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Duplex a go-go

The site in question that will soon house the much debated duplex

Eight months after saying no to a zoning bylaw change that would pave the way for a duplex to be built at the corner of 5th and St. Paul, city council has now approved and adopted the contentious bylaw. Monday evening at council, neighbours repeated their views, citing safety and over-densification concerns as reasons to squash the project. Arguments in favour of the project were also repeated as the City was called on to live by the OCP and Strategic Sustainability Plan. In fact, the only difference this time around was one councillor—Jill Spearn—who changed her vote.

When the bylaw amendment to allow duplexes on small lots between 3,000 and 6,000 square feet was last called to question, council voted 3-3 with Councillor Andy Stradling absent, killing the motion in a draw. This past Monday, Stradling was again absent; however, Spearn decided to support the project this time around, resulting in a 4-2 approval of the motion.
 
“Originally, I did vote against this zoning but after further conversation and listening and delving into it and looking around up there...I mean, it's seemingly congested--whatever that means in Rossland. We have no idea what density really is... I do appreciate the sustainability piece and am leaning towards that because that has been our mandate as a council and has been our mandate since we rewrote the OCP (Official Community Plan) and the Visions to Actions documents. If we're not going to walk the talk then why do we have them? "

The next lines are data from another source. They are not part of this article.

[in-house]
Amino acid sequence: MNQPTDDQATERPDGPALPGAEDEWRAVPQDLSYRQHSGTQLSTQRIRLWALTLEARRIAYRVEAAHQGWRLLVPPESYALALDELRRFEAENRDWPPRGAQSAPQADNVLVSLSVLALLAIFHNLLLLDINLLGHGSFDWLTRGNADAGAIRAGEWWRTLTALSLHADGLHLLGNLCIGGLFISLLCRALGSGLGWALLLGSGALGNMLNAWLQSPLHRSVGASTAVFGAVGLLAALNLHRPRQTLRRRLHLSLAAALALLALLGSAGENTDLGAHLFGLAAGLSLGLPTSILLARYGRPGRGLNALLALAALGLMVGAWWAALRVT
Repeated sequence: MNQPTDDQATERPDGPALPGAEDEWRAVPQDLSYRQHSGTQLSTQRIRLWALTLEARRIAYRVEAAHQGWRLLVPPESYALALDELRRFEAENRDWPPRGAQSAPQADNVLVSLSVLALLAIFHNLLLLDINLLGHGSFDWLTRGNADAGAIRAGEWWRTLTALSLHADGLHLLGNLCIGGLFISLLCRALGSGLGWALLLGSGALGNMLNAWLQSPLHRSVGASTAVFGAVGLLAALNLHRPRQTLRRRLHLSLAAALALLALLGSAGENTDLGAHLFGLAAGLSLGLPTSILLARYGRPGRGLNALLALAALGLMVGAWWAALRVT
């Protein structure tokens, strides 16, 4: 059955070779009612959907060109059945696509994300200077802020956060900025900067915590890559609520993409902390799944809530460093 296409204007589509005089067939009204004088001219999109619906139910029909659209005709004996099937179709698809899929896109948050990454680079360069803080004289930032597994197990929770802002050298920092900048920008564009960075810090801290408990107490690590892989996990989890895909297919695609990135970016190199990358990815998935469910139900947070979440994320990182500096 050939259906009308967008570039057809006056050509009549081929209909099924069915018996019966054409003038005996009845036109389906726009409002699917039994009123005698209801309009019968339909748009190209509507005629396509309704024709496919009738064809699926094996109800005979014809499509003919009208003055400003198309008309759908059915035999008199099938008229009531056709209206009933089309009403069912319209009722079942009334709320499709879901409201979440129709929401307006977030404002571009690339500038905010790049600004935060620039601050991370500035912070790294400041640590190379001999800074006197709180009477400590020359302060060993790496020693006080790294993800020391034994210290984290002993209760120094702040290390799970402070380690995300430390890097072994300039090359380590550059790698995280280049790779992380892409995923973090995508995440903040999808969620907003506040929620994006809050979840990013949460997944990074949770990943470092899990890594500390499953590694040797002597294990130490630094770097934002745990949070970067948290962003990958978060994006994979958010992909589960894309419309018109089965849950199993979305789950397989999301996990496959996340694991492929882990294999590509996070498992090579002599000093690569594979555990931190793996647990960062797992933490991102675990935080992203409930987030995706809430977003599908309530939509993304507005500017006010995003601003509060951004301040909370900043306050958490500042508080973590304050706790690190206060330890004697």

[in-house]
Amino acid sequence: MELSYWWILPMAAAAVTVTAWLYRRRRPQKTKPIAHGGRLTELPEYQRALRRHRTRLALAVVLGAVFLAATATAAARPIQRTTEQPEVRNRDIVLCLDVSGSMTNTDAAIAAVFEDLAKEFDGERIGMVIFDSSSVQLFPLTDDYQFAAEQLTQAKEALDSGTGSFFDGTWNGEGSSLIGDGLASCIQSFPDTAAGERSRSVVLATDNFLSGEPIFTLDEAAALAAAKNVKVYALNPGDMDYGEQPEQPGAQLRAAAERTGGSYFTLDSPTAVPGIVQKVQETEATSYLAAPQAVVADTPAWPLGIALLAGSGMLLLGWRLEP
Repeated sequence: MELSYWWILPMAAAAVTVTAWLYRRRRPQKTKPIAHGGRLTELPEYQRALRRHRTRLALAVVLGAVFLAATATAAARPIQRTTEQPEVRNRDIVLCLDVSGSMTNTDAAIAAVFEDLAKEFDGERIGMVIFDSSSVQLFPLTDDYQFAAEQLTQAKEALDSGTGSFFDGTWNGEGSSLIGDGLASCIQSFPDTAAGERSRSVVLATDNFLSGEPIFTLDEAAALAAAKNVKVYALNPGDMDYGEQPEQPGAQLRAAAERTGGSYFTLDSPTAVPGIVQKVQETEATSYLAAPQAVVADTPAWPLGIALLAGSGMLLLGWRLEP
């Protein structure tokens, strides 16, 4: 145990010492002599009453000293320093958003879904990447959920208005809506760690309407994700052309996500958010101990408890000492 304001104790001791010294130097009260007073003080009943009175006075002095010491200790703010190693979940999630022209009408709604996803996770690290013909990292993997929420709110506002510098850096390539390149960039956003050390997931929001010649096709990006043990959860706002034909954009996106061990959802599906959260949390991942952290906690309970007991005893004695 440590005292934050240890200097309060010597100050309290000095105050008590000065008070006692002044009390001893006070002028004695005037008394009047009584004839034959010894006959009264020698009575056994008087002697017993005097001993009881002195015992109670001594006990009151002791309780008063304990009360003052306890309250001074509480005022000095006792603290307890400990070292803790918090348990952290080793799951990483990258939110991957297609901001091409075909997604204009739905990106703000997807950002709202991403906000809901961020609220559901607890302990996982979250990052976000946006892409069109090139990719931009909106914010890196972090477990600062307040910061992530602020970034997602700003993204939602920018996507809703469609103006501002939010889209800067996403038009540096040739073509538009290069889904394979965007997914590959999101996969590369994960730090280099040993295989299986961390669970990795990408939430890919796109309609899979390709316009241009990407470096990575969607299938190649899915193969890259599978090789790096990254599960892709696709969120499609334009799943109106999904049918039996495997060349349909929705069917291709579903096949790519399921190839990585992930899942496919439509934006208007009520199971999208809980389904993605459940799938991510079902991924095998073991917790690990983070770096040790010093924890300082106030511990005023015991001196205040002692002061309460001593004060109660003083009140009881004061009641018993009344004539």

The developer, Kevin Fairweather, pleased with the result, although still smarting from delays he saw as unnecessary, has now begun the permitting process and will be submitting his development permit application to the city this week. If all goes according to plan, Fairweather hopes to start construction in three weeks.
 
During the public hearing prior to the start of Monday's meeting, eight people spoke on the project with an even split of four in favour and four against. The divide between the two groups was clear with one side citing safety issues and the other leaning on the City’s need for affordable housing and to live by the OCP.
 
"I'm a builder and I have young people coming to me when I have open houses and telling me the same story," commented Cezary Ksiazek. “They like the house, it's beautiful. They say. 'it's perfect, but we cannot afford it'. We have to do something and closer density helps young people. If we don’t do something they won't want to move here."
 
Renate and Garth Flemming, who live behind the site, both spoke against the project and questioned the need for such housing in Rossland as well as the suitability of the site in question.
 
"I'm totally into sustainability," said Flemming. "Is this the place to do it? I don’t think it is. What is affordable housing? Like Garth said, is this going to really be affordable and is there really a need for this? There is a study being undertaken right now and it's not finished. Do we need this is this something we need to push at this time in this town?"